How do we know that? Because the chairman of the Louisiana judiciary committee said it at the constitutional convention where the rule was adopted:

In 1898, Louisiana held a constitutional convention whose purpose, as the chairman of its judiciary committee put it, was “to establish the supremacy of the white race in this state to the extent to which it could be legally and constitutionally done.”

Will the Court overturn the non-unanimous jury requirement? The Louisiana Solicitor General, after arguing that there should not be a unanimity requirement in either federal or state court, then acknowledged that she does not have any compelling argument for why juries should be unanimous in federal court but not state court:

Justice Brett M. Kavanaugh asked Ms. Murrill for her best arguments for treating state juries differently from federal ones should the court reject her Sixth Amendment argument.

“Justice Kavanaugh,” she responded, “they are concededly not very good.”

Does a Jury Verdict Have to be Unanimous in Civil Cases?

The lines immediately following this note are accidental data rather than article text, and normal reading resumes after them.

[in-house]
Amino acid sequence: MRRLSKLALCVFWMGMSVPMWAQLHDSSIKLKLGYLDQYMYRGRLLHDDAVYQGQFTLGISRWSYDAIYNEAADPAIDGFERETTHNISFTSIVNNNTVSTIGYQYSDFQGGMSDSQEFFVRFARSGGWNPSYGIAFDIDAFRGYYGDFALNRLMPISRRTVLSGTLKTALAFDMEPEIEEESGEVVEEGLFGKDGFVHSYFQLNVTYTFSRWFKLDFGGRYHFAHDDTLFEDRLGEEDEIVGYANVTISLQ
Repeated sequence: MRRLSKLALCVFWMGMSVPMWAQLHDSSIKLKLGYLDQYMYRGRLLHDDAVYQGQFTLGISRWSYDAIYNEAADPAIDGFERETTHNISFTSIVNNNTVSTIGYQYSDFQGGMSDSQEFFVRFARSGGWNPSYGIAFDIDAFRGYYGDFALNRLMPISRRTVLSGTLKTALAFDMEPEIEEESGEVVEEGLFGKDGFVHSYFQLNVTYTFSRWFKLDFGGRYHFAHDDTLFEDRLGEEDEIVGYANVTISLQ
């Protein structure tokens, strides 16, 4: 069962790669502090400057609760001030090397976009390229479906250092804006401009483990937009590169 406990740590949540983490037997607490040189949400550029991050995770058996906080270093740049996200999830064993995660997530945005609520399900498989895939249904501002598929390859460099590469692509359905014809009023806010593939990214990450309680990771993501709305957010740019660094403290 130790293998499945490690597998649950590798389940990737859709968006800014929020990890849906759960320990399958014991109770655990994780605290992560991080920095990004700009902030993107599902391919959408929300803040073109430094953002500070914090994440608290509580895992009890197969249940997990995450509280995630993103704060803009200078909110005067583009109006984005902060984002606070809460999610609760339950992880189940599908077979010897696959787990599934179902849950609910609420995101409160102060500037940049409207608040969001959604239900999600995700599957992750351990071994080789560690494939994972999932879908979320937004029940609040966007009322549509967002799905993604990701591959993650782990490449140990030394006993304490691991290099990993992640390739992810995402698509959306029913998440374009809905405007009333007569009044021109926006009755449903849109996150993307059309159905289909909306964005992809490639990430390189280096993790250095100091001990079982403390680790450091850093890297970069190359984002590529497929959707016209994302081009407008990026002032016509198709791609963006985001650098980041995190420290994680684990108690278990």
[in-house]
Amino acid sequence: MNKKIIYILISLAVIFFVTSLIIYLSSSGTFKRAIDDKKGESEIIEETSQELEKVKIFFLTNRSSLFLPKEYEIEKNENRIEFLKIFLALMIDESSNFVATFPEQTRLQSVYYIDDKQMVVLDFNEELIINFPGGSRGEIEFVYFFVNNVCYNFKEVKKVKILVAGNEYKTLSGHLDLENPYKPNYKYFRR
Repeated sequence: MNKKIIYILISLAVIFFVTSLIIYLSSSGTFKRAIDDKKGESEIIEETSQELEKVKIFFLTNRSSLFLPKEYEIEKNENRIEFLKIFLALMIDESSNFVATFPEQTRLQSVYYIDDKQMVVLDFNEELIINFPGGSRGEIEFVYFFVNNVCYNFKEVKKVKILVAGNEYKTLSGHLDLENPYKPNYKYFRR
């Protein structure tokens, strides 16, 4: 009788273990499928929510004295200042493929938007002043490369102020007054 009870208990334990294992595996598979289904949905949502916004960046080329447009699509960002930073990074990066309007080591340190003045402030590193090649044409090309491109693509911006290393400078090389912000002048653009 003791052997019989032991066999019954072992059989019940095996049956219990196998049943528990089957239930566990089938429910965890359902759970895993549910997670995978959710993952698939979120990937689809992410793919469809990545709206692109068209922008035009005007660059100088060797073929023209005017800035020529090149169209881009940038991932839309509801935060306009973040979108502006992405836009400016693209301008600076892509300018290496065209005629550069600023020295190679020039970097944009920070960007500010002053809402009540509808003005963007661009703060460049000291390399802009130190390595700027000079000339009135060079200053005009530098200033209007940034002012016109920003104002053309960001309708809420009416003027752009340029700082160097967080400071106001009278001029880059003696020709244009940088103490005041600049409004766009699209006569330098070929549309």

Although the US Constitution (and most state constitutions) protect the right to a unanimous jury verdict in criminal cases, that right has never been applied to civil cases – the states are free to allow less than unanimous verdicts in non-criminal cases.

In South Carolina, a civil jury’s verdict must be unanimous, but many states will allow what is called a “majority verdict,” where ten of twelve jurors can decide the case.

Criminal Defense Lawyer in Charleston, SC

Grant B. Smaldone is a criminal defense attorney in Charleston, SC, who accepts criminal cases in SC state and federal courts.

Call Charleston, SC criminal defense attorney Grant B. Smaldone now at (843) 808-2100 or send us a message to speak with a SC criminal defense lawyer today.